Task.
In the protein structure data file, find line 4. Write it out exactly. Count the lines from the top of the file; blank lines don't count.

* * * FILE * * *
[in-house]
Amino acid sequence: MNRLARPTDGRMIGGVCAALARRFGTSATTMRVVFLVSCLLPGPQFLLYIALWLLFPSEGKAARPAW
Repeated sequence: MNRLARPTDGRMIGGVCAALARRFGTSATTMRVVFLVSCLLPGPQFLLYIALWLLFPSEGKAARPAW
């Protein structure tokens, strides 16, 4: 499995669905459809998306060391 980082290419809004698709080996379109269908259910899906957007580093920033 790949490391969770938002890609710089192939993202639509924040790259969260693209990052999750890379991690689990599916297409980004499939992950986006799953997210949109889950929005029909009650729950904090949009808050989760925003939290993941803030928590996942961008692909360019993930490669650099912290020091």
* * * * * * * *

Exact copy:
């Protein structure tokens, strides 16, 4: 499995669905459809998306060391 980082290419809004698709080996379109269908259910899906957007580093920033 790949490391969770938002890609710089192939993202639509924040790259969260693209990052999750890379991690689990599916297409980004499939992950986006799953997210949109889950929005029909009650729950904090949009808050989760925003939290993941803030928590996942961008692909360019993930490669650099912290020091």